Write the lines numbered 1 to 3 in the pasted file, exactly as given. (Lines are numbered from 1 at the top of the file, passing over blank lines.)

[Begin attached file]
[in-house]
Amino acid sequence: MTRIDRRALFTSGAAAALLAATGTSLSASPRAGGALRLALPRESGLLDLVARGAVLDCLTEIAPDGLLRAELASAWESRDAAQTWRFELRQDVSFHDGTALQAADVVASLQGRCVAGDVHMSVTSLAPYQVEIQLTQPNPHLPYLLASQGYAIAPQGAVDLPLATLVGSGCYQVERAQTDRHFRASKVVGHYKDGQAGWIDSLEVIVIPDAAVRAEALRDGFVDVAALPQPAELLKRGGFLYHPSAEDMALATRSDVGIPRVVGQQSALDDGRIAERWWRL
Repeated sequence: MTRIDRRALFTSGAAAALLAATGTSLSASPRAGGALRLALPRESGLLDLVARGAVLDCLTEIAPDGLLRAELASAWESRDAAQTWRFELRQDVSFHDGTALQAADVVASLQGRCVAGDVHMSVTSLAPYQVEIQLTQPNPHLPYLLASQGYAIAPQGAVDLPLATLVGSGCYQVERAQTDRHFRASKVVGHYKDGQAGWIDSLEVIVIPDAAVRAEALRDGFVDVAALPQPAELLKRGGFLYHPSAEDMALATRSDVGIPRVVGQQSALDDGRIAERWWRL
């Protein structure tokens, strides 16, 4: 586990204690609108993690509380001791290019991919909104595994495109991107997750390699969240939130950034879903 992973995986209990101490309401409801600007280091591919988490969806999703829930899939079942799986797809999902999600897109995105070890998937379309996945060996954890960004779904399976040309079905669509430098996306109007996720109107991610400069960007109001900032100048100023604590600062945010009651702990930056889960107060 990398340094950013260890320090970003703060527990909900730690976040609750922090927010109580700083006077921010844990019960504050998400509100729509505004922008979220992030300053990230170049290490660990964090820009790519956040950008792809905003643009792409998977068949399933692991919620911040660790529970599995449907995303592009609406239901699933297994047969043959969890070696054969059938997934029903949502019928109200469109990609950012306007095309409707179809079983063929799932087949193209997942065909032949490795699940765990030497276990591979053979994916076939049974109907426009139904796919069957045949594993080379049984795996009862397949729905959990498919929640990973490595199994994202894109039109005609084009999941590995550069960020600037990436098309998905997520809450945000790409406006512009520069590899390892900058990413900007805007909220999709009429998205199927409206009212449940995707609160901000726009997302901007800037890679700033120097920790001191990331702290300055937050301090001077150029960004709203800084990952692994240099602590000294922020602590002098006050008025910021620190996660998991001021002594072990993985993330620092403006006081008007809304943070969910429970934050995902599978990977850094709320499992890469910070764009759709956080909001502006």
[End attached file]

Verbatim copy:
[in-house]
Amino acid sequence: MTRIDRRALFTSGAAAALLAATGTSLSASPRAGGALRLALPRESGLLDLVARGAVLDCLTEIAPDGLLRAELASAWESRDAAQTWRFELRQDVSFHDGTALQAADVVASLQGRCVAGDVHMSVTSLAPYQVEIQLTQPNPHLPYLLASQGYAIAPQGAVDLPLATLVGSGCYQVERAQTDRHFRASKVVGHYKDGQAGWIDSLEVIVIPDAAVRAEALRDGFVDVAALPQPAELLKRGGFLYHPSAEDMALATRSDVGIPRVVGQQSALDDGRIAERWWRL
Repeated sequence: MTRIDRRALFTSGAAAALLAATGTSLSASPRAGGALRLALPRESGLLDLVARGAVLDCLTEIAPDGLLRAELASAWESRDAAQTWRFELRQDVSFHDGTALQAADVVASLQGRCVAGDVHMSVTSLAPYQVEIQLTQPNPHLPYLLASQGYAIAPQGAVDLPLATLVGSGCYQVERAQTDRHFRASKVVGHYKDGQAGWIDSLEVIVIPDAAVRAEALRDGFVDVAALPQPAELLKRGGFLYHPSAEDMALATRSDVGIPRVVGQQSALDDGRIAERWWRL